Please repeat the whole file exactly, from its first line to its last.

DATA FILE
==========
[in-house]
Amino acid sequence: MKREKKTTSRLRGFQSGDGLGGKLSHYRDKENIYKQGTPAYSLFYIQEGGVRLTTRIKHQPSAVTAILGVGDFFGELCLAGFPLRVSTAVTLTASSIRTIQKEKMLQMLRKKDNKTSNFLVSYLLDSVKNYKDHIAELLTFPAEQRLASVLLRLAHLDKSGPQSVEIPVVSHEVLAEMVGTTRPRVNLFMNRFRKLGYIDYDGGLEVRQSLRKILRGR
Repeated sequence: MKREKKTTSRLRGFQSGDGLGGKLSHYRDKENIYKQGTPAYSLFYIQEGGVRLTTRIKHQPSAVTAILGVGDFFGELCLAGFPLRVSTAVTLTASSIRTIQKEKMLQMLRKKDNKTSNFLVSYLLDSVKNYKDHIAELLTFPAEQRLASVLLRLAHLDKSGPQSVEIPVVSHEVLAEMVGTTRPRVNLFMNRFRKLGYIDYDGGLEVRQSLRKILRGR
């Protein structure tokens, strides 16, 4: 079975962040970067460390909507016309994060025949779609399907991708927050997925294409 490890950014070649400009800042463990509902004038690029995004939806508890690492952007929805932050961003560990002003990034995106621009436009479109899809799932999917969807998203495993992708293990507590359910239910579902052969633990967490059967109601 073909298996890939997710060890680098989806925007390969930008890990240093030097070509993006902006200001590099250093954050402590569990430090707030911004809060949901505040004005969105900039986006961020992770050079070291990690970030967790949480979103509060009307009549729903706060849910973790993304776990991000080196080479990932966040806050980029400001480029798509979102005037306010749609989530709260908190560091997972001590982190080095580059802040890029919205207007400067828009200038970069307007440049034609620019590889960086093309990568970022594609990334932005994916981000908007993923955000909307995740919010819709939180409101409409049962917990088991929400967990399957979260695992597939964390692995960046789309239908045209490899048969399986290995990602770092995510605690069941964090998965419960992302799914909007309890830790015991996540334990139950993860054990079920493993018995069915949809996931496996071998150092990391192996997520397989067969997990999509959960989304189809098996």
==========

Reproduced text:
[in-house]
Amino acid sequence: MKREKKTTSRLRGFQSGDGLGGKLSHYRDKENIYKQGTPAYSLFYIQEGGVRLTTRIKHQPSAVTAILGVGDFFGELCLAGFPLRVSTAVTLTASSIRTIQKEKMLQMLRKKDNKTSNFLVSYLLDSVKNYKDHIAELLTFPAEQRLASVLLRLAHLDKSGPQSVEIPVVSHEVLAEMVGTTRPRVNLFMNRFRKLGYIDYDGGLEVRQSLRKILRGR
Repeated sequence: MKREKKTTSRLRGFQSGDGLGGKLSHYRDKENIYKQGTPAYSLFYIQEGGVRLTTRIKHQPSAVTAILGVGDFFGELCLAGFPLRVSTAVTLTASSIRTIQKEKMLQMLRKKDNKTSNFLVSYLLDSVKNYKDHIAELLTFPAEQRLASVLLRLAHLDKSGPQSVEIPVVSHEVLAEMVGTTRPRVNLFMNRFRKLGYIDYDGGLEVRQSLRKILRGR
């Protein structure tokens, strides 16, 4: 079975962040970067460390909507016309994060025949779609399907991708927050997925294409 490890950014070649400009800042463990509902004038690029995004939806508890690492952007929805932050961003560990002003990034995106621009436009479109899809799932999917969807998203495993992708293990507590359910239910579902052969633990967490059967109601 073909298996890939997710060890680098989806925007390969930008890990240093030097070509993006902006200001590099250093954050402590569990430090707030911004809060949901505040004005969105900039986006961020992770050079070291990690970030967790949480979103509060009307009549729903706060849910973790993304776990991000080196080479990932966040806050980029400001480029798509979102005037306010749609989530709260908190560091997972001590982190080095580059802040890029919205207007400067828009200038970069307007440049034609620019590889960086093309990568970022594609990334932005994916981000908007993923955000909307995740919010819709939180409101409409049962917990088991929400967990399957979260695992597939964390692995960046789309239908045209490899048969399986290995990602770092995510605690069941964090998965419960992302799914909007309890830790015991996540334990139950993860054990079920493993018995069915949809996931496996071998150092990391192996997520397989067969997990999509959960989304189809098996």